Susan Todoroff adds a cafe
Vernia, former chef de cuisine at the Ravens Club, met Todoroff at the Selma Cafe, the weekly benefit breakfast for local food growers, where they both volunteer. (See Inside Ann Arbor, p. 11.) Vernia was looking for an easier job, "so I'd have more time for my pro-bono activities" (his name turns up in almost anything involving local sustainable agriculture). At the cafe, he says, "I'm down to about forty hours a week. That's kind of like half time for me." He's still on good terms with Ravens, where he hosts a monthly networking breakfast for farmers. He sometimes uses Todoroff's commercial kitchen in the evenings for his volunteer work.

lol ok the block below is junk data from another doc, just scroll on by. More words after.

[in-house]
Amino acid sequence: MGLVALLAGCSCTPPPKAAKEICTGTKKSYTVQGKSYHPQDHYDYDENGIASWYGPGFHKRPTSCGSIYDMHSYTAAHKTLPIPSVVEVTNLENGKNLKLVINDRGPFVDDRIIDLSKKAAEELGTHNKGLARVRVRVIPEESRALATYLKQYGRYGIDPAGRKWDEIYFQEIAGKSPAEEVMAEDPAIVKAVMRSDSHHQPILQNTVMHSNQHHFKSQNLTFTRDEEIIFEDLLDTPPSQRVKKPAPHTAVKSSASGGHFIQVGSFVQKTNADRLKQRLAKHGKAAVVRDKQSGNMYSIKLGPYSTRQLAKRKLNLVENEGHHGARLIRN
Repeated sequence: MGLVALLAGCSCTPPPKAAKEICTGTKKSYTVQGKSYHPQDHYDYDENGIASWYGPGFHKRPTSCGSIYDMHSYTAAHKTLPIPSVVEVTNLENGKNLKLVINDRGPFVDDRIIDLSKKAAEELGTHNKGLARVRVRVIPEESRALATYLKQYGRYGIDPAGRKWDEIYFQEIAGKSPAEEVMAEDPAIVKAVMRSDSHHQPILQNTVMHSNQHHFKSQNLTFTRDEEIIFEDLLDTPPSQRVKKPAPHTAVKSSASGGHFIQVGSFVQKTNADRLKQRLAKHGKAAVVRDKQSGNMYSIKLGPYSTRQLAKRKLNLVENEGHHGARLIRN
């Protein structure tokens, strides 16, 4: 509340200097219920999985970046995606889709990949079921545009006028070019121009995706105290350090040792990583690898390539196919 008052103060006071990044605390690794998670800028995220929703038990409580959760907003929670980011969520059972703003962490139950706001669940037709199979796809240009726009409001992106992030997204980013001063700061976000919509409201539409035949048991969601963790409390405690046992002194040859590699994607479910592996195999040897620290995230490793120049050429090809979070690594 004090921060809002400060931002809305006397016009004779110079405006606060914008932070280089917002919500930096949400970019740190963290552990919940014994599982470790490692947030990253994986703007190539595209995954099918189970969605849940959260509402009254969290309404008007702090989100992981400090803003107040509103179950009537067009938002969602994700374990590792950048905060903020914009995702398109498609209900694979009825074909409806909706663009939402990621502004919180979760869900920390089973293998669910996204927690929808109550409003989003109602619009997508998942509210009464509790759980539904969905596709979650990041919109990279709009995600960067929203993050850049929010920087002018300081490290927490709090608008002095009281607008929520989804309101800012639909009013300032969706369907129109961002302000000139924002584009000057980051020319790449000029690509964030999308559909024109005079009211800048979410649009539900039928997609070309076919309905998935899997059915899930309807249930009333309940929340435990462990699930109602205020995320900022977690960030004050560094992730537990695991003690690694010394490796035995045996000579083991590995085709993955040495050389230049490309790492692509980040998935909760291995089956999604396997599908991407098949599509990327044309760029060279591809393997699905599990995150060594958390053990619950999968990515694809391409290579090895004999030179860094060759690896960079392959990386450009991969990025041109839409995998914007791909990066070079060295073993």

The cafe is open for breakfast, lunch, and sort-of dinner, closing most days at 6. In early February, Susan was riding the rollercoaster of new restaurant ownership, learning how to reallocate her energies. She was having trouble keeping up with the demand for her baked donuts (they're made of an expensive spelt flour, which explains the $2.25 price, but they still sell out every day. She moved the opening back from 6:30 a.m. to 7. "I need the extra half-hour of sleep," she explains, "and we rarely get people before seven."